An intrepid team of scientists has endured the harsh conditions of the icy Antarctic desert to recover five new meteorites, including a massive space rock weighing nearly 17 pounds.
The team of scientists included the Field Museum and University of Chicago researcher Maria Valdez, who put the number at 45,000 meteorites So far recovered from the icy wastelands of Antarctica, only 100 or so were as large as the largest member of this new behemoth, which weighed 16.7 pounds (7.6 kg).
“Size doesn’t necessarily matter when it comes to meteorites, and even small micrometeorites can be incredibly valuable scientifically, but of course, finding a large meteorite like this is really rare and exciting,” Valdez said. statment.
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The team, led by Vinciane Debaille, a planetary scientist at the Université Libre de Bruxelles (FNRS-ULB) in Belgium, was the first to discover potential new meteorite locations mapped using satellite imagery.
“Going on an adventure to explore uncharted territories is exciting, but we also had to deal with the fact that the reality on the ground is much more difficult than the beauty of satellite imagery,” Debayle said in the statement.
The team planned their trip for the Antarctic summer, in late December, but temperatures in the area still hovered around 14 degrees Fahrenheit (minus 10 degrees Celsius). At some points during the mission, Antarctica was actually much warmer than Chicago, Valdez said, but the weather was more extreme for the team because of days spent riding snowmobiles, trekking through ice fields, and nights spent sleeping in tents.
With frigid conditions like this even in the middle of summer, Antarctica might seem like an unlikely place anyone would choose to visit, but for meteorite hunters like this team, this frigid landscape offers unique opportunities. That’s because Antarctica is one of the best locations around the world to hunt for meteorites.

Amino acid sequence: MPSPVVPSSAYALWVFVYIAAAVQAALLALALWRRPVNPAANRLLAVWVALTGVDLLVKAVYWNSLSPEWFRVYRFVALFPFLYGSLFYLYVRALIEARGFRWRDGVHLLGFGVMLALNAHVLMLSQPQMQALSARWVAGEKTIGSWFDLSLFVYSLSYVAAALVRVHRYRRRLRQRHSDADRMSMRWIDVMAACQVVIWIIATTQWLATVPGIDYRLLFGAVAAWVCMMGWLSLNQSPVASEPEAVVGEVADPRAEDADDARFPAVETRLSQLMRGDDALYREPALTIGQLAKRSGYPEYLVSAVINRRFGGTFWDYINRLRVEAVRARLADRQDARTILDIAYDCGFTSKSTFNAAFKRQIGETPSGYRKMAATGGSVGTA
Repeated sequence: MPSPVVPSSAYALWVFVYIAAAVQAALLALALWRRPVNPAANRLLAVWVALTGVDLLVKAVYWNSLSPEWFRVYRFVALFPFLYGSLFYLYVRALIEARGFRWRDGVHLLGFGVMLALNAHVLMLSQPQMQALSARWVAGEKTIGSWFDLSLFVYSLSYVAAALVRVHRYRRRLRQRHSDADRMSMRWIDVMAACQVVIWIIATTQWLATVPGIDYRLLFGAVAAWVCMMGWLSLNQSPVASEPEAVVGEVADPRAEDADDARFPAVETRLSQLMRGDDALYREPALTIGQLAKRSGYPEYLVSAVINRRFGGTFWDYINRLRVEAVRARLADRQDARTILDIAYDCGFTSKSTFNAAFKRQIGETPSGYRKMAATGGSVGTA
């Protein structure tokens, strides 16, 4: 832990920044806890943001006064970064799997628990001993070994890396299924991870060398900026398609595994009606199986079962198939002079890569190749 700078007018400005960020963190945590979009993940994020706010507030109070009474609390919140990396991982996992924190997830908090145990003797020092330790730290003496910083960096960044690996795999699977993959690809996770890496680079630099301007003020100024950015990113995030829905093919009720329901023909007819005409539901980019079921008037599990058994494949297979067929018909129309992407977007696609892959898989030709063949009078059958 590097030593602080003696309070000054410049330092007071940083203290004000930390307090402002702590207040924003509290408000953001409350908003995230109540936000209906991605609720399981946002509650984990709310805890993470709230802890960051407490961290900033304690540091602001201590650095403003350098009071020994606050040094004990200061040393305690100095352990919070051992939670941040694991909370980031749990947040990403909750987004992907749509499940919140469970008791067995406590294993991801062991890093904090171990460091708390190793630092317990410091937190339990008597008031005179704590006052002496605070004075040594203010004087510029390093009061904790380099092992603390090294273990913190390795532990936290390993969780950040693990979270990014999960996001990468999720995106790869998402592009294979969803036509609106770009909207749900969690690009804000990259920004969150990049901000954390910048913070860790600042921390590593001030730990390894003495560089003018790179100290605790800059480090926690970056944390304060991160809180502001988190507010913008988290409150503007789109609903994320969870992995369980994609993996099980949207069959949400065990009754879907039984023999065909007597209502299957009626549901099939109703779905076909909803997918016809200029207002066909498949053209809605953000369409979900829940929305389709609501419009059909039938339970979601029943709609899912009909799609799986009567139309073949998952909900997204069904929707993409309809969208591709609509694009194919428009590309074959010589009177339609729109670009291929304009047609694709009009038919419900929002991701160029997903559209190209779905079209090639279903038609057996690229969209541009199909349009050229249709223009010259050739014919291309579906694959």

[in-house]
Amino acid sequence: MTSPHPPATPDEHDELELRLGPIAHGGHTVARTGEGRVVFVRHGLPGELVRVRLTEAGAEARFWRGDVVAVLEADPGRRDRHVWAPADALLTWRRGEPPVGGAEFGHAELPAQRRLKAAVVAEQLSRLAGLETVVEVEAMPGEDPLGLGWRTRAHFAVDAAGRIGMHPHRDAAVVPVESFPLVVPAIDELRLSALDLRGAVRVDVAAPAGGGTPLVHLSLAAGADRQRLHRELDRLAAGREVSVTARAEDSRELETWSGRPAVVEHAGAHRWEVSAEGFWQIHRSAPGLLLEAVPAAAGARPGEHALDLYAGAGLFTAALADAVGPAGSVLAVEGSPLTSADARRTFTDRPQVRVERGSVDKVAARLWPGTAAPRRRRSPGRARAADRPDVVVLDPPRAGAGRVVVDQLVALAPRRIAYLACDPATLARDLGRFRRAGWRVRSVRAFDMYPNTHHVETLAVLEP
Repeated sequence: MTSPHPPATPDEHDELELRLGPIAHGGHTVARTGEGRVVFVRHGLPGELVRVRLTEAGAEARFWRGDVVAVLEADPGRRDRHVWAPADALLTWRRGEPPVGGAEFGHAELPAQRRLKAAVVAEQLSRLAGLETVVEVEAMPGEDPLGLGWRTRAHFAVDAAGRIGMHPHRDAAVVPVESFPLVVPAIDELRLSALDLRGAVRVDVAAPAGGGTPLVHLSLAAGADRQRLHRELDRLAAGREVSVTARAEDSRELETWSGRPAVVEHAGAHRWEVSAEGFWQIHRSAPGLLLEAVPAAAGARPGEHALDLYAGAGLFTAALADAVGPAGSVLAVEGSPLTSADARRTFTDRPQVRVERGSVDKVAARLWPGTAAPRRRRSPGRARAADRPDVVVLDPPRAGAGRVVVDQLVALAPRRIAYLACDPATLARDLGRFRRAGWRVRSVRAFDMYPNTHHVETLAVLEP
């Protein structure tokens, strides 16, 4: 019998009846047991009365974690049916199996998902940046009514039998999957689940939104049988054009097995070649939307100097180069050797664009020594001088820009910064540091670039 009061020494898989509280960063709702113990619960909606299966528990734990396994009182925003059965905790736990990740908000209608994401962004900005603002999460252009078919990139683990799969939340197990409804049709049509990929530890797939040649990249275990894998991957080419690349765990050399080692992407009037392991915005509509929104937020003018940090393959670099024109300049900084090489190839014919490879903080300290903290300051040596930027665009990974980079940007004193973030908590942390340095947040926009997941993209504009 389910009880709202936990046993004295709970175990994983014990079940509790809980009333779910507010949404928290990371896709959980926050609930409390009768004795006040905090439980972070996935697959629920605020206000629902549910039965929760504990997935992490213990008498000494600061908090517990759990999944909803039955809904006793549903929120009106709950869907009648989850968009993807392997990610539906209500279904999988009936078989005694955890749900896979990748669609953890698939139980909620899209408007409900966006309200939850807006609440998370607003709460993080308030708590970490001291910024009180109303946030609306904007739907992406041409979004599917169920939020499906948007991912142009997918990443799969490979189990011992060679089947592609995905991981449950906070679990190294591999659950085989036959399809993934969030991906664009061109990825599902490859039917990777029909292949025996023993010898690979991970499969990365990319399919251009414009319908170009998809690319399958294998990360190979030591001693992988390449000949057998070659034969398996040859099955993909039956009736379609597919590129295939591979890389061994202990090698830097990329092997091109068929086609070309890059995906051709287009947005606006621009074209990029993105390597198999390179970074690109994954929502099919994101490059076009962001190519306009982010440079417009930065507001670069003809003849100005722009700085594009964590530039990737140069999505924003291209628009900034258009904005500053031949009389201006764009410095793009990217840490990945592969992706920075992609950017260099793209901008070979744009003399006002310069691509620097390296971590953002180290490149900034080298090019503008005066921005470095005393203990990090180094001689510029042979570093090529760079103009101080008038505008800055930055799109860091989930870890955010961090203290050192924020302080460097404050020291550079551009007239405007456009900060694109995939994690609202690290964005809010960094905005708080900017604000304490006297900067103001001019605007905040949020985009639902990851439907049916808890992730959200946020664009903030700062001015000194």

Antarctica is a desert with a dry climate, which reduces the amount of weathering meteoroids are exposed to. Also, across the snow-white landscape, the black color of these space rocks stands out when they are on the surface of the area.
The conditions in Antarctica are favorable even for the discovery of meteorites that may have sunk under the ice and snow. This is because the churning motion of glaciers moving against rocks can re-expose meteorites near the surface.
Although it is undeniable that the largest meteorite recovered by the team is huge, it is far from the largest or largest example of such a space rock ever to reach Earth’s surface. This record is held by the Hoba meteorite in Namibia. Hoba is 9 feet (2.7 m) long, 9 feet wide, and 3 feet (0.9 m) thick, and weighs about 66 tons, or 132,000 pounds (60,000 kg). This is about 7,765 times heavier than the newly discovered Antarctic meteorite.
The massive new space rocks and other meteorites recovered by the researchers will now be analyzed at the Royal Belgian Institute of Natural Sciences, while team members will individually slice and study sediment samples they collected from Antarctica.
Valdes is excited to know what secrets meteorites hold. “Studying meteorites helps us better understand our place in the universe,” she said. “The larger the sample size of meteorites we have, the better we can understand our solar system, and the better we can understand ourselves.”